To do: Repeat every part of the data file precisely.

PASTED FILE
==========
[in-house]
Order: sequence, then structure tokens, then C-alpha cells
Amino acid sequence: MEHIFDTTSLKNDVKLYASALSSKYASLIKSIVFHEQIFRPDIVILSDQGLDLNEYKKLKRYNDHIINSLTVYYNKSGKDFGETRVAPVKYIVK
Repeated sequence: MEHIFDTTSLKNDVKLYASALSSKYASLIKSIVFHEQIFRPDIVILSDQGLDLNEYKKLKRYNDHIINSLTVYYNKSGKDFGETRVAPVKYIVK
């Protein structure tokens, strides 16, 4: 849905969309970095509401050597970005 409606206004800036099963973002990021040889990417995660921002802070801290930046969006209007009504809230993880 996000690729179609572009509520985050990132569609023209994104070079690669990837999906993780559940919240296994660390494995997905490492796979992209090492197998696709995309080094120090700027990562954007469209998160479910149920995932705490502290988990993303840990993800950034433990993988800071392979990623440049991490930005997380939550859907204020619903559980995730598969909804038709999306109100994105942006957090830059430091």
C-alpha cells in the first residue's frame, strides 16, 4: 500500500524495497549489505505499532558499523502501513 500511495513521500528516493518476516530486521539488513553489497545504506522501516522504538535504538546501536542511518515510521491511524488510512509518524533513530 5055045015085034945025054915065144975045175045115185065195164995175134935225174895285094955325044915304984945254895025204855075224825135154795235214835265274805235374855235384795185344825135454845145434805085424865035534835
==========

[in-house]
Order: sequence, then structure tokens, then C-alpha cells
Amino acid sequence: MEHIFDTTSLKNDVKLYASALSSKYASLIKSIVFHEQIFRPDIVILSDQGLDLNEYKKLKRYNDHIINSLTVYYNKSGKDFGETRVAPVKYIVK
Repeated sequence: MEHIFDTTSLKNDVKLYASALSSKYASLIKSIVFHEQIFRPDIVILSDQGLDLNEYKKLKRYNDHIINSLTVYYNKSGKDFGETRVAPVKYIVK
């Protein structure tokens, strides 16, 4: 849905969309970095509401050597970005 409606206004800036099963973002990021040889990417995660921002802070801290930046969006209007009504809230993880 996000690729179609572009509520985050990132569609023209994104070079690669990837999906993780559940919240296994660390494995997905490492796979992209090492197998696709995309080094120090700027990562954007469209998160479910149920995932705490502290988990993303840990993800950034433990993988800071392979990623440049991490930005997380939550859907204020619903559980995730598969909804038709999306109100994105942006957090830059430091």
C-alpha cells in the first residue's frame, strides 16, 4: 500500500524495497549489505505499532558499523502501513 500511495513521500528516493518476516530486521539488513553489497545504506522501516522504538535504538546501536542511518515510521491511524488510512509518524533513530 5055045015085034945025054915065144975045175045115185065195164995175134935225174895285094955325044915304984945254895025204855075224825135154795235214835265274805235374855235384795185344825135454845145434805085424865035534835